- Statute, which represents the internal rules of the company and mandatory include such issues as the headquarters location, the corporate goal, the amount of the capital stock, the number, value and type of shares, and the management.
- Confirmation by a bank that the share capital is held with an account (The company’s paid-in capital must be put in escrow with a Swiss bank prior to the company’s incorporation).
- Consent to act forms signed by the proposed directors
- Application to the Commercial Register covering the above documentation, and including the notarised signature of the person appointed to represent the company
A federal issuance capital tax of 1% is levied upon incorporation or subsequent capital increase on the amount of the registered capital exceeding CHF 250,000. With a minimum share capital of CHF 100,000, incorporation expenses would include notary fees of about CHF 2,500/3,000, registration fees of CHF 600/800 and fees for legal advice ranging from CHF 3,000 to CHF 5,000.
Language of the corporate documents is one of the Swiss official languages, but foreign language translations can be obtained. Registered office must be maintained in the canton of incorporation.
Minimum required authorised share capital for a corporation is CHF 100,000. Share capital must be divided into shares with par value of at least CHF 0.01 each. Prior to the company’s registration minimum of 20% of the par value of each share, but at least CHF 50,000 must be paid up. The funds can be placed with an account set up specifically for this purpose in Switzerland or can be transferred to the account of the legal firm assisting in the company’s registration.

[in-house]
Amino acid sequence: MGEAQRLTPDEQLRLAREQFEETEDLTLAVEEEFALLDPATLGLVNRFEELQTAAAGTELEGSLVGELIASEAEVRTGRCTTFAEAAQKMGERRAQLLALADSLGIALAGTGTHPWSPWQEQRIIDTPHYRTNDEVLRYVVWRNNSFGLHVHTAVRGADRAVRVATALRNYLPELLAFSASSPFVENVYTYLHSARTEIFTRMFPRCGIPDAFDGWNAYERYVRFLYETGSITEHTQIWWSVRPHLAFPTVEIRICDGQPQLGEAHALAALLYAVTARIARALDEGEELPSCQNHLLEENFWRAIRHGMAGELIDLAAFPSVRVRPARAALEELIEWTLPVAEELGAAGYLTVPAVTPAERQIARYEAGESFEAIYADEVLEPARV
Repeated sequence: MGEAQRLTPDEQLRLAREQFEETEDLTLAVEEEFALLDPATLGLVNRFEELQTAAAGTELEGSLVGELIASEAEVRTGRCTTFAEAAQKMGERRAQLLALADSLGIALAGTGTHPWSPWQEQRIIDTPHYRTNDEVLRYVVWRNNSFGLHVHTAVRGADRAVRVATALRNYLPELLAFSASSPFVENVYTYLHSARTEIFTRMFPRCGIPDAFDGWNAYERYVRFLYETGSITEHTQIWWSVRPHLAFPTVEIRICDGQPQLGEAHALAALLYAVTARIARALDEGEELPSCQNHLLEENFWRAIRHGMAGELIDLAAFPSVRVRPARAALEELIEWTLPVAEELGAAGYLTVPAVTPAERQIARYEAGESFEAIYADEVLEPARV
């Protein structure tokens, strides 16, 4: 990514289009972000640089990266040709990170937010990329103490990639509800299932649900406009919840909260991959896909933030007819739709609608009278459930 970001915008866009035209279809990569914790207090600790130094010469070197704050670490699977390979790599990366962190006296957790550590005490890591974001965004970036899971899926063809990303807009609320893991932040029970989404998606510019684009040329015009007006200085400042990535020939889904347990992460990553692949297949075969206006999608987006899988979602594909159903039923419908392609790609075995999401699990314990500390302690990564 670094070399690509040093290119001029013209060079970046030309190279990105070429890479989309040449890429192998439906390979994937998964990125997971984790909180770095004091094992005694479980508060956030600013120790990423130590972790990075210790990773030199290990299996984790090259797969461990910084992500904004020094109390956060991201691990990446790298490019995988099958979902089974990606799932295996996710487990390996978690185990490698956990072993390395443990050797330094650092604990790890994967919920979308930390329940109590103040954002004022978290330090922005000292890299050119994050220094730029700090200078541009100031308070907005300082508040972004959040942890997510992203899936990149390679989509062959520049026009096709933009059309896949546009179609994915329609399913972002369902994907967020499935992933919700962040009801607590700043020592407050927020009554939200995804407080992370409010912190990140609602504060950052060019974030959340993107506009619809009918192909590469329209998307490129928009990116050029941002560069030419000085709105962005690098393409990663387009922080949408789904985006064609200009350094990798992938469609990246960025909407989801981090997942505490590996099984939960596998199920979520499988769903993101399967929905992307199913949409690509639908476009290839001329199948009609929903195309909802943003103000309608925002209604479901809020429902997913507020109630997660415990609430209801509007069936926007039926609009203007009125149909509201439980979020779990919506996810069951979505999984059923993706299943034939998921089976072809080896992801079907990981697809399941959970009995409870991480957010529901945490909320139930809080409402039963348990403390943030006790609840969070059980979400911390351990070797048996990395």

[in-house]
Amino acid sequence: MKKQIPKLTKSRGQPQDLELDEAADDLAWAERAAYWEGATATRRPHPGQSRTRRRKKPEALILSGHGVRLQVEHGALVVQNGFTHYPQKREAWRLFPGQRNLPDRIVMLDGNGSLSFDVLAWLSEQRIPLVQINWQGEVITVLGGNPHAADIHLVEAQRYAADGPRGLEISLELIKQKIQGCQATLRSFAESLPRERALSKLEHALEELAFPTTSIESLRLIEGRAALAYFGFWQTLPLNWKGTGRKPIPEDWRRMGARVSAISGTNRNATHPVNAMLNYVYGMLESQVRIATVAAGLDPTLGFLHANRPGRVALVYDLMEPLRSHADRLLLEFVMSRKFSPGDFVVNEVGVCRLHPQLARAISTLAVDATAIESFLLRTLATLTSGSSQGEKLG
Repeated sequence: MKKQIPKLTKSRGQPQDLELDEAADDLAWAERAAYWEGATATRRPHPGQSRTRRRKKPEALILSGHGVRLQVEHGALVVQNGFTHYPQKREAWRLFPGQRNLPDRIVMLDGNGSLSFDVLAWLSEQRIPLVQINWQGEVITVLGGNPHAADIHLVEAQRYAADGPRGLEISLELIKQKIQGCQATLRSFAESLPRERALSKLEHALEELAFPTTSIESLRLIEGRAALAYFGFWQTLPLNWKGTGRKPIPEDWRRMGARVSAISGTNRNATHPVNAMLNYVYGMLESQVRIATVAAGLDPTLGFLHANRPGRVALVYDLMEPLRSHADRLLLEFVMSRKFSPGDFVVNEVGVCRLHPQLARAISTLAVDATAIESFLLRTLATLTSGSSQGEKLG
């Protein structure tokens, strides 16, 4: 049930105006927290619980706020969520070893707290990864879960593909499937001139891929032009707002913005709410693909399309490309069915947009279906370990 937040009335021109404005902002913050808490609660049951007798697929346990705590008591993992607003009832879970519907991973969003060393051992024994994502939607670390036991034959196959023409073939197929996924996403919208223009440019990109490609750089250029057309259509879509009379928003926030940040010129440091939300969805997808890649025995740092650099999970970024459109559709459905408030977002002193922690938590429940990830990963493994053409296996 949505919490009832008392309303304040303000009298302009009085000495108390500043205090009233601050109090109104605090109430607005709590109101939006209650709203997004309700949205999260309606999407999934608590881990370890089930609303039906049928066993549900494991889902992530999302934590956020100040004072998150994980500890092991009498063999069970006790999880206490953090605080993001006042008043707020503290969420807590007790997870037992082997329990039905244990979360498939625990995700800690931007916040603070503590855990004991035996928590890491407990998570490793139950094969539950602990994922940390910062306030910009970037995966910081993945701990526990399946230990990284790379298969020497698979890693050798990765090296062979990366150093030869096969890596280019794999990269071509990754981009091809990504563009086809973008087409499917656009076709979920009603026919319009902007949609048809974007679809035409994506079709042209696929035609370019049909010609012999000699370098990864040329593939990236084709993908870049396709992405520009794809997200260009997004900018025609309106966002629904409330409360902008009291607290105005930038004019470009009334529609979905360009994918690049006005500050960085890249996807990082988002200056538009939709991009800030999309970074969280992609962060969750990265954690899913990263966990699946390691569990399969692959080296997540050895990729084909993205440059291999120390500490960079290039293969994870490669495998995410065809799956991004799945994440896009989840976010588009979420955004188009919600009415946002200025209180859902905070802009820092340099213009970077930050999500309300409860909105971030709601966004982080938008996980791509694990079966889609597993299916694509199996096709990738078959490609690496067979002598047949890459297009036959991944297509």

When the share capital exceeds CHF 250,000, a capital duty of 1% is payable on the amount over CHF 250,000. Corporation may issue registered, bearer shares and preference shares. Bearer shares must be paid up in full and are transferable by simple delivery.
Shareholders of a corporation may be individuals or companies, residents of Switzerland or not. At least three shareholders (who may act in a fiduciary capacity) are required, but this requirement has no practical consequences after the formation of the corporation. It should be noted that no information on shareholders is available in the commercial register, but bank character references on the beneficial owners must be provided to the local representatives/trust management company.
- Limited Liability Company
Minimum stated capital for a limited liability company is CHF 20,000 and maximum is CHF 2 million. At least 50% of the capital must be paid in and disclosed in the bylaws at the time the company is founded. The funds can be placed with an account set up specifically for this purpose in Switzerland or can be transferred to the account of the legal firm assisting in the company’s registration. The Limited Liability Company does not have shares, instead, the owners’ equity participation is registered in the Commercial Register. Participation certificates are similar to shares, but lack voting rights. They may only be transferred before a notary public.
Shareholders of a limited liability company may be individuals or companies, residents of Switzerland or not. Minimum of two shareholders, who may also act in a fiduciary capacity, are required. Information on shareholders is filed with the commercial register.